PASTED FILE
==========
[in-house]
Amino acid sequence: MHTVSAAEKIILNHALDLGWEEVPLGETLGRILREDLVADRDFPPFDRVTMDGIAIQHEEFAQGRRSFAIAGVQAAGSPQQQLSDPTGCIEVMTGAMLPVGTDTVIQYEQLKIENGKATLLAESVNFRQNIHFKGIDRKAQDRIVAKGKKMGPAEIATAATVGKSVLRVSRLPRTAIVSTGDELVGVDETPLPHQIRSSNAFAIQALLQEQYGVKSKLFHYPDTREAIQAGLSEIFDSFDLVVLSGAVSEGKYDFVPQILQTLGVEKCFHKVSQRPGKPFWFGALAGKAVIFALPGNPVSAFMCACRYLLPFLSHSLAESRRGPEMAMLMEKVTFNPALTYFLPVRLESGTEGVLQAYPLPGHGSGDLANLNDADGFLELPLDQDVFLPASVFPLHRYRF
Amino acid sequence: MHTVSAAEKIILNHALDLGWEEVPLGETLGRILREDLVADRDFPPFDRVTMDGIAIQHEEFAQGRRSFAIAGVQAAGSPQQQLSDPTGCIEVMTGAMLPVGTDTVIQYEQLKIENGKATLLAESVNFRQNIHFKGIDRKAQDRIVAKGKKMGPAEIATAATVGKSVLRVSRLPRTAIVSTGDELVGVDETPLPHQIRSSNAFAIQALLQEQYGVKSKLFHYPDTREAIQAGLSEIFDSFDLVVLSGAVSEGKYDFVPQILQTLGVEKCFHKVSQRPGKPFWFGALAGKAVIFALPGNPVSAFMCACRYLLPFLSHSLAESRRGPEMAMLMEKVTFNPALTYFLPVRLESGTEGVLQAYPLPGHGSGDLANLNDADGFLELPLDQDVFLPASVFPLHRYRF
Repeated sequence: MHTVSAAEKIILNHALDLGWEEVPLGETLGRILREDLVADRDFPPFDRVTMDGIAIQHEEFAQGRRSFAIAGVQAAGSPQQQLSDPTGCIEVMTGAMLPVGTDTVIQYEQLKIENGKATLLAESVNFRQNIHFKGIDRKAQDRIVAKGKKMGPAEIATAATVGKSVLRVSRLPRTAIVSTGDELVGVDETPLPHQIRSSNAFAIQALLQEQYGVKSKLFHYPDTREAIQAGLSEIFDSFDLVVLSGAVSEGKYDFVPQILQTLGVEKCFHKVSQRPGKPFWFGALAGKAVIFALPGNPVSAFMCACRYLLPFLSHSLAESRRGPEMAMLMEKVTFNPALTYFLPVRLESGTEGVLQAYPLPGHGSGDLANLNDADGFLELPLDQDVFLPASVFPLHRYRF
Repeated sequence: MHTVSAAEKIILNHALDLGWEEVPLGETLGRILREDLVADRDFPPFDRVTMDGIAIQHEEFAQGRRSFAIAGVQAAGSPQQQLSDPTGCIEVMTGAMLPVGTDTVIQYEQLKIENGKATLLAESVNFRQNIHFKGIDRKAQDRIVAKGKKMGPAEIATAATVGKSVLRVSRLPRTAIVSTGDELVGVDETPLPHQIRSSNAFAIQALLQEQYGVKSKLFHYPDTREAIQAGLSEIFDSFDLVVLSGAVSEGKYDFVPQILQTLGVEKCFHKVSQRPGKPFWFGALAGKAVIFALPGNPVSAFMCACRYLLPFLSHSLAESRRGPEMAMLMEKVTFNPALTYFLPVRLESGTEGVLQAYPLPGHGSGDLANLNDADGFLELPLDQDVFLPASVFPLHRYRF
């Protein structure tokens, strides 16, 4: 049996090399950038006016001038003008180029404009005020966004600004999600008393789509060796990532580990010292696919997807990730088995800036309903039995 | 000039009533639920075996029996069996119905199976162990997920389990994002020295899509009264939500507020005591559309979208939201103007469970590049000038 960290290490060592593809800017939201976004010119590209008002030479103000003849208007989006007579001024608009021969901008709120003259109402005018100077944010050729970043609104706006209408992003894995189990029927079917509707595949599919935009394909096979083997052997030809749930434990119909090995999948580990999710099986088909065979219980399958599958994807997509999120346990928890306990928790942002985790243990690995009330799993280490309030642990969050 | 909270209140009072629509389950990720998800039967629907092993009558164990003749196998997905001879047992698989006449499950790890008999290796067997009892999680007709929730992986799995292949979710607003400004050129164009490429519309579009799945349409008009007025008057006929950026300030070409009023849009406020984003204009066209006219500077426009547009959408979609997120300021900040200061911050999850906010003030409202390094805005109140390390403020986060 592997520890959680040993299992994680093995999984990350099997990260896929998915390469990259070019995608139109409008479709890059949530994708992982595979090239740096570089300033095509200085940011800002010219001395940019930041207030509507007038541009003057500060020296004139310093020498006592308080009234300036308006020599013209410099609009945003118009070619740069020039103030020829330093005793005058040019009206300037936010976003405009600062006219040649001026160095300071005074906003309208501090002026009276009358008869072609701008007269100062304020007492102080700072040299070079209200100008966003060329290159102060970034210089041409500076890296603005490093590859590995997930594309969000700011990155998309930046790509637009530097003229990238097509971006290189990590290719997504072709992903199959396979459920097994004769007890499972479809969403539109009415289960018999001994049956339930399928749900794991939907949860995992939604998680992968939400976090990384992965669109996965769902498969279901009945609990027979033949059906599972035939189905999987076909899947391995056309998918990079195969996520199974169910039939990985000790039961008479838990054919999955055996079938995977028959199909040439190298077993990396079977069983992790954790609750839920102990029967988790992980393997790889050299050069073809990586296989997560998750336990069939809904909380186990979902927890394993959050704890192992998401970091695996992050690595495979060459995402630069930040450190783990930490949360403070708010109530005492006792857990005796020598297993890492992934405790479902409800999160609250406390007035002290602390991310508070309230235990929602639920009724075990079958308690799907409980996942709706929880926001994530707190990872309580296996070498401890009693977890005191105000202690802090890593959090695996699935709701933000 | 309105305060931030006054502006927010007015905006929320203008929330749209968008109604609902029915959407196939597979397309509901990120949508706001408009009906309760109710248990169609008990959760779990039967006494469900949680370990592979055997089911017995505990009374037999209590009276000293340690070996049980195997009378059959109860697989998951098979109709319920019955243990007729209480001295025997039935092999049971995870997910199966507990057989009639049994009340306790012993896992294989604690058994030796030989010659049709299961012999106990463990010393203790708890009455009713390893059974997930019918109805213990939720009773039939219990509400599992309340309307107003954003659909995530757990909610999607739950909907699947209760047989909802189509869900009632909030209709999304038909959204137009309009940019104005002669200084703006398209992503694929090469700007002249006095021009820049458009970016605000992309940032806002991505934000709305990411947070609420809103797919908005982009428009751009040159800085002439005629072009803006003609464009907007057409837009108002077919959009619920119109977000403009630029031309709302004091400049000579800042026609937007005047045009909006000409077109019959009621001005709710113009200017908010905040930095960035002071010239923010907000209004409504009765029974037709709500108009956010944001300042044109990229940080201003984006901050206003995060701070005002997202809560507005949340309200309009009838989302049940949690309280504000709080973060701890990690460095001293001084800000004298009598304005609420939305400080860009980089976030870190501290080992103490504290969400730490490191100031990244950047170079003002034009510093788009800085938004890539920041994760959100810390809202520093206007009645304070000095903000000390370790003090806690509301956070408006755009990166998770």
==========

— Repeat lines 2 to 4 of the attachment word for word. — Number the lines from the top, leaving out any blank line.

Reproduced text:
Amino acid sequence: MHTVSAAEKIILNHALDLGWEEVPLGETLGRILREDLVADRDFPPFDRVTMDGIAIQHEEFAQGRRSFAIAGVQAAGSPQQQLSDPTGCIEVMTGAMLPVGTDTVIQYEQLKIENGKATLLAESVNFRQNIHFKGIDRKAQDRIVAKGKKMGPAEIATAATVGKSVLRVSRLPRTAIVSTGDELVGVDETPLPHQIRSSNAFAIQALLQEQYGVKSKLFHYPDTREAIQAGLSEIFDSFDLVVLSGAVSEGKYDFVPQILQTLGVEKCFHKVSQRPGKPFWFGALAGKAVIFALPGNPVSAFMCACRYLLPFLSHSLAESRRGPEMAMLMEKVTFNPALTYFLPVRLESGTEGVLQAYPLPGHGSGDLANLNDADGFLELPLDQDVFLPASVFPLHRYRF
Amino acid sequence: MHTVSAAEKIILNHALDLGWEEVPLGETLGRILREDLVADRDFPPFDRVTMDGIAIQHEEFAQGRRSFAIAGVQAAGSPQQQLSDPTGCIEVMTGAMLPVGTDTVIQYEQLKIENGKATLLAESVNFRQNIHFKGIDRKAQDRIVAKGKKMGPAEIATAATVGKSVLRVSRLPRTAIVSTGDELVGVDETPLPHQIRSSNAFAIQALLQEQYGVKSKLFHYPDTREAIQAGLSEIFDSFDLVVLSGAVSEGKYDFVPQILQTLGVEKCFHKVSQRPGKPFWFGALAGKAVIFALPGNPVSAFMCACRYLLPFLSHSLAESRRGPEMAMLMEKVTFNPALTYFLPVRLESGTEGVLQAYPLPGHGSGDLANLNDADGFLELPLDQDVFLPASVFPLHRYRF
Repeated sequence: MHTVSAAEKIILNHALDLGWEEVPLGETLGRILREDLVADRDFPPFDRVTMDGIAIQHEEFAQGRRSFAIAGVQAAGSPQQQLSDPTGCIEVMTGAMLPVGTDTVIQYEQLKIENGKATLLAESVNFRQNIHFKGIDRKAQDRIVAKGKKMGPAEIATAATVGKSVLRVSRLPRTAIVSTGDELVGVDETPLPHQIRSSNAFAIQALLQEQYGVKSKLFHYPDTREAIQAGLSEIFDSFDLVVLSGAVSEGKYDFVPQILQTLGVEKCFHKVSQRPGKPFWFGALAGKAVIFALPGNPVSAFMCACRYLLPFLSHSLAESRRGPEMAMLMEKVTFNPALTYFLPVRLESGTEGVLQAYPLPGHGSGDLANLNDADGFLELPLDQDVFLPASVFPLHRYRF